An innovative noninvasive respiratory stress test indicates significant coronary artery disease

Ron Waksman, Steven Sushinsky, Petros Okubagzi, Patricia Landry, Rebecca Torguson, Anh Bui, Arthur Shiyovich, Steven M. Scharf, Amos Katz

Research output: Contribution to journalArticlepeer-review

3 Scopus citations


Background: Respiratory maneuvers can uncover manifestations of myocardial ischemia. Some pulse wave characteristics are strongly associated with significant coronary artery disease (S-CAD). An innovative test using the respiratory stress response (RSR) has been developed for the detection of S-CAD. It is based on spectral analysis of finger pulse wave oscillations measured by photoplethysmography during deep, paced breathing at a rate of six breaths per minute (0.1 Hz) over 70 s. Methods: RSR was assessed, prior to the procedure, in 150 consecutive patients referred for coronary angiography. It was calculated by analyzing the relative spectral power of the respiratory peak area at 0.1 Hz, using proprietary software. The coronary angiograms were analyzed by quantitative coronary angiography by 1 cardiologist who was blinded to the RSR results. S-CAD was defined as luminal stenosis >70% of ≥1 coronary artery with a diameter ≥2 mm, or left main stenosis >50%. A valid RSR was obtained in 150 of 153 patients (98%) with a mean age of 58.7±10.6 years (67% males). Results: S-CAD was found in 36 patients (24%). S-CAD patients had significantly lower RSR compared to patients without S-CAD (6.7%±5.1 vs. 17.4%±10.6; P<.001, respectively). Multivariate logistic regression analysis, adjusted for known CAD risk factors, showed that RSR is a strong independent indicator of S-CAD (odds ratio 41.2, 95% CI 12.2-139.3; P<.001). Conclusion: The innovative RSR test is a simple, noninvasive bedside or office-based tool for the detection of S-CAD.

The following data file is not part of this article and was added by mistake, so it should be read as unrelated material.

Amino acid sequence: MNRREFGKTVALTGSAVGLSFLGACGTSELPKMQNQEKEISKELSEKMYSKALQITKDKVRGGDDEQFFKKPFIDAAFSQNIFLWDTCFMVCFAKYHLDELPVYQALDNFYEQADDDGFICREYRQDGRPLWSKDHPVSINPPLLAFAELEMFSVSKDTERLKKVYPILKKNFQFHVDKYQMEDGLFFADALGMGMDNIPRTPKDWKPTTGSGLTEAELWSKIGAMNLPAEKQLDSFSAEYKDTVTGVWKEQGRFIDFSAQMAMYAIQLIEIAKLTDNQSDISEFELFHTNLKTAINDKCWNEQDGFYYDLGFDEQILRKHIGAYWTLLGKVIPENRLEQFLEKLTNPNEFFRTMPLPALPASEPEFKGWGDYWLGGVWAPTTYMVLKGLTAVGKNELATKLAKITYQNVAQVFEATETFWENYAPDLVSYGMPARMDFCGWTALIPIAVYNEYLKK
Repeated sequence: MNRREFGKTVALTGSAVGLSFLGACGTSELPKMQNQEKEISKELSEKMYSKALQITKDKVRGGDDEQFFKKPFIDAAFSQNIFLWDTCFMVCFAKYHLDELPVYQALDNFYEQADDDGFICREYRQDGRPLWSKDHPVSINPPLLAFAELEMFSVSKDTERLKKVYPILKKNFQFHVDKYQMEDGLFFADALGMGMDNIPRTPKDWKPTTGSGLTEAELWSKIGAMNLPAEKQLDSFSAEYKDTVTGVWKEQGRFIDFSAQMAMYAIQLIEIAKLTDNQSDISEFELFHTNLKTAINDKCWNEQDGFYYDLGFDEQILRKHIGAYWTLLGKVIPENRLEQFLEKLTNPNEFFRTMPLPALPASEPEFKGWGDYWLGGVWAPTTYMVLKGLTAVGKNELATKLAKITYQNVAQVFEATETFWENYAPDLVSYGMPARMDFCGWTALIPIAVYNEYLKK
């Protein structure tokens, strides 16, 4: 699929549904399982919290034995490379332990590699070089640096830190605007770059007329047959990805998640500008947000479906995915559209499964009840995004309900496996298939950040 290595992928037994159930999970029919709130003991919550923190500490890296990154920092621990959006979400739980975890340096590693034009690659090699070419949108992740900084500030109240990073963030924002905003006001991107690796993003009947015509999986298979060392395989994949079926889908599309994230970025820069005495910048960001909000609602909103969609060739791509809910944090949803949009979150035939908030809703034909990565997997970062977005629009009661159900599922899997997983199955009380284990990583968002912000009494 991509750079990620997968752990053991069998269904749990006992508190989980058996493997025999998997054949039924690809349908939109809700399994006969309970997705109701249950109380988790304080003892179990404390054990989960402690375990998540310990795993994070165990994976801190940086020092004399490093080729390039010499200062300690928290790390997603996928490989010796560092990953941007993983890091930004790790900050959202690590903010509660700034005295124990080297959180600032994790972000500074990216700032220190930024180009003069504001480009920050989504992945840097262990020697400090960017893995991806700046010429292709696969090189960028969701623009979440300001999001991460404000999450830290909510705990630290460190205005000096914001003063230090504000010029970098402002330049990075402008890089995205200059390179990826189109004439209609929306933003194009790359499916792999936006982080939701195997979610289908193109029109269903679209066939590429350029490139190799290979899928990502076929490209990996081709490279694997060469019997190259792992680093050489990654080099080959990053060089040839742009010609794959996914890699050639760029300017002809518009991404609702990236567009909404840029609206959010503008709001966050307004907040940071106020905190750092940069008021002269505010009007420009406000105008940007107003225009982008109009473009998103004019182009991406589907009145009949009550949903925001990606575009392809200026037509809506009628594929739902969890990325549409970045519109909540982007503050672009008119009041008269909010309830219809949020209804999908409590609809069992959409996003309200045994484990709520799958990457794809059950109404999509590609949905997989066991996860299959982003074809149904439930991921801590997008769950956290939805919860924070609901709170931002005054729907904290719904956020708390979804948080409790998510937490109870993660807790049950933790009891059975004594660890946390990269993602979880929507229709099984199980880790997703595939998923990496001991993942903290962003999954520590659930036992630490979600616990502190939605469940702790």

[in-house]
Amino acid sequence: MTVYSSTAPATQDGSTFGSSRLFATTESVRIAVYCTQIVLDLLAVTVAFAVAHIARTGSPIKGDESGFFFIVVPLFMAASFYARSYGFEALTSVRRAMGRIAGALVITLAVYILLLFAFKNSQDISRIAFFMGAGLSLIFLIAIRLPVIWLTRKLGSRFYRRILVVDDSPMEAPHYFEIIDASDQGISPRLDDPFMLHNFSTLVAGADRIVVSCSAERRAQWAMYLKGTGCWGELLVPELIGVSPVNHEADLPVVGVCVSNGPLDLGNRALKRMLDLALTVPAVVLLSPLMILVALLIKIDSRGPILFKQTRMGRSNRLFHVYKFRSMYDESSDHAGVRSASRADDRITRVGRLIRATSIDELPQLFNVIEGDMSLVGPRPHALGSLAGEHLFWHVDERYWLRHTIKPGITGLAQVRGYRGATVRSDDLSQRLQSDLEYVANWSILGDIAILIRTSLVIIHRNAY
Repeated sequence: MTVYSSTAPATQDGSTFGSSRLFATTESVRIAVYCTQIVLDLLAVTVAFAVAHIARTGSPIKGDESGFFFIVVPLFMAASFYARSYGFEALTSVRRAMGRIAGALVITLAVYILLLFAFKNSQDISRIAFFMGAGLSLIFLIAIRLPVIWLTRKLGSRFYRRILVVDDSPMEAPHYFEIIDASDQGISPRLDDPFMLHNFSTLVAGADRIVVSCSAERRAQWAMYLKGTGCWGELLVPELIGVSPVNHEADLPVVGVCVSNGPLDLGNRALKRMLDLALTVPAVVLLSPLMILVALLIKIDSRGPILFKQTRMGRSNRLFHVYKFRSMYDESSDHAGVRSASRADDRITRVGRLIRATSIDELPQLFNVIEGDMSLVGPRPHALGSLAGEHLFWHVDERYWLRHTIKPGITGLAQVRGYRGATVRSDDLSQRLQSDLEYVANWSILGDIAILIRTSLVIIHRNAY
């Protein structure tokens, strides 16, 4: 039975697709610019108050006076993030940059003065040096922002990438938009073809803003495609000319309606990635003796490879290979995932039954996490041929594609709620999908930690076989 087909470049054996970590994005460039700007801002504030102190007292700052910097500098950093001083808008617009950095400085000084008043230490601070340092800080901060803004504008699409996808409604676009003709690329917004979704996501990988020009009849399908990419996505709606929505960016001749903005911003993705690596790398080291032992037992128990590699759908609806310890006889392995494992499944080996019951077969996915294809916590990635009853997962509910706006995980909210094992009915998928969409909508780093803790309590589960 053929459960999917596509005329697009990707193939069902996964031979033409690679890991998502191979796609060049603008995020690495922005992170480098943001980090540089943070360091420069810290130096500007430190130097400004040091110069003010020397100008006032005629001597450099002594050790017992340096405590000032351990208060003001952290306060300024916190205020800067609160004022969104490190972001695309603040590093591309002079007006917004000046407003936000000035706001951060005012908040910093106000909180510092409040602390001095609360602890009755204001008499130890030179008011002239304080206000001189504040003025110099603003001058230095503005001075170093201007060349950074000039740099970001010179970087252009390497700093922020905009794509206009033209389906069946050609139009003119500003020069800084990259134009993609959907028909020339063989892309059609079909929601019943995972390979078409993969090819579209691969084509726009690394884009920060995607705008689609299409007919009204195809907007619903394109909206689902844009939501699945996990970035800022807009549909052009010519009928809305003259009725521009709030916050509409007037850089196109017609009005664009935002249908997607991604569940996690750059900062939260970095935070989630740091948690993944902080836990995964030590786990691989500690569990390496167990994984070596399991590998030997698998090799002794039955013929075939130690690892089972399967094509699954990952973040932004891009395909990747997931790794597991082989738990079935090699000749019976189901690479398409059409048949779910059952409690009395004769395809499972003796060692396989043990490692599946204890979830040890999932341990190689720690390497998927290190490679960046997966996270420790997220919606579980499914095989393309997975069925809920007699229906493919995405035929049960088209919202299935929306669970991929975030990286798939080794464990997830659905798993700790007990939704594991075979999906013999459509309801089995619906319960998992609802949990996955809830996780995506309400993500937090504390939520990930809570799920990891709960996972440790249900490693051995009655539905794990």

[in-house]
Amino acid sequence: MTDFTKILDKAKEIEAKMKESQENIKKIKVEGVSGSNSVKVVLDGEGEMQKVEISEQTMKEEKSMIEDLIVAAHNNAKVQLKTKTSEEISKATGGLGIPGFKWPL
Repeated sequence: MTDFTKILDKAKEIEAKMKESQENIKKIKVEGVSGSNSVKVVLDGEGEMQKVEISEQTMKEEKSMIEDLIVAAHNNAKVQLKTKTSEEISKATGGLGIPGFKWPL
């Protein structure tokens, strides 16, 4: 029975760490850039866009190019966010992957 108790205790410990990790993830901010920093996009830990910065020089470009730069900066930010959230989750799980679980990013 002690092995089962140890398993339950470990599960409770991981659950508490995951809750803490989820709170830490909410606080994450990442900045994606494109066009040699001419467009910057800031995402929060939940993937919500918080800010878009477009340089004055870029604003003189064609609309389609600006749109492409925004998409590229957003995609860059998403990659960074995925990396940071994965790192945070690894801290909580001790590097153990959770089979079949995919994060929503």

Original languageEnglish
Pages (from-to)20-28
Number of pages9
JournalCardiovascular Revascularization Medicine
Issue number1
StatePublished - 1 Jan 2010
Externally publishedYes


  • Coronary artery disease
  • Respiratory stress response

ASJC Scopus subject areas

  • Cardiology and Cardiovascular Medicine


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